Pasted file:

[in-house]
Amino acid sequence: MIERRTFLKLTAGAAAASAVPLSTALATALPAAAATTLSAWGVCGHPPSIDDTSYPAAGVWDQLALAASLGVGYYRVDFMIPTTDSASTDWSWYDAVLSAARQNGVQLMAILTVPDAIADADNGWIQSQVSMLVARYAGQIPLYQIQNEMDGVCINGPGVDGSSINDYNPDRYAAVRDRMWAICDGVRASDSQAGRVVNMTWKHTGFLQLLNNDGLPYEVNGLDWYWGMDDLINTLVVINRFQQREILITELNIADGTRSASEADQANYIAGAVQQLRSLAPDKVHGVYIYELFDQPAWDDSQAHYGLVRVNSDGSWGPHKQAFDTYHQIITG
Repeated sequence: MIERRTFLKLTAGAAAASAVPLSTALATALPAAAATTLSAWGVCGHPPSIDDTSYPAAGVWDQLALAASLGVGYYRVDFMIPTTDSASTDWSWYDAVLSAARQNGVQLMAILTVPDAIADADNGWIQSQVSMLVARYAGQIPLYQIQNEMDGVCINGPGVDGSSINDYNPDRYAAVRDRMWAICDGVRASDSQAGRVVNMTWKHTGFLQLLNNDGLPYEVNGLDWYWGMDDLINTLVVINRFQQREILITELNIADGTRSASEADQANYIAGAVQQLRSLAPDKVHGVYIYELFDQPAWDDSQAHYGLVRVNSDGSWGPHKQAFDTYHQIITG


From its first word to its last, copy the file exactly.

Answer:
[in-house]
Amino acid sequence: MIERRTFLKLTAGAAAASAVPLSTALATALPAAAATTLSAWGVCGHPPSIDDTSYPAAGVWDQLALAASLGVGYYRVDFMIPTTDSASTDWSWYDAVLSAARQNGVQLMAILTVPDAIADADNGWIQSQVSMLVARYAGQIPLYQIQNEMDGVCINGPGVDGSSINDYNPDRYAAVRDRMWAICDGVRASDSQAGRVVNMTWKHTGFLQLLNNDGLPYEVNGLDWYWGMDDLINTLVVINRFQQREILITELNIADGTRSASEADQANYIAGAVQQLRSLAPDKVHGVYIYELFDQPAWDDSQAHYGLVRVNSDGSWGPHKQAFDTYHQIITG
Repeated sequence: MIERRTFLKLTAGAAAASAVPLSTALATALPAAAATTLSAWGVCGHPPSIDDTSYPAAGVWDQLALAASLGVGYYRVDFMIPTTDSASTDWSWYDAVLSAARQNGVQLMAILTVPDAIADADNGWIQSQVSMLVARYAGQIPLYQIQNEMDGVCINGPGVDGSSINDYNPDRYAAVRDRMWAICDGVRASDSQAGRVVNMTWKHTGFLQLLNNDGLPYEVNGLDWYWGMDDLINTLVVINRFQQREILITELNIADGTRSASEADQANYIAGAVQQLRSLAPDKVHGVYIYELFDQPAWDDSQAHYGLVRVNSDGSWGPHKQAFDTYHQIITG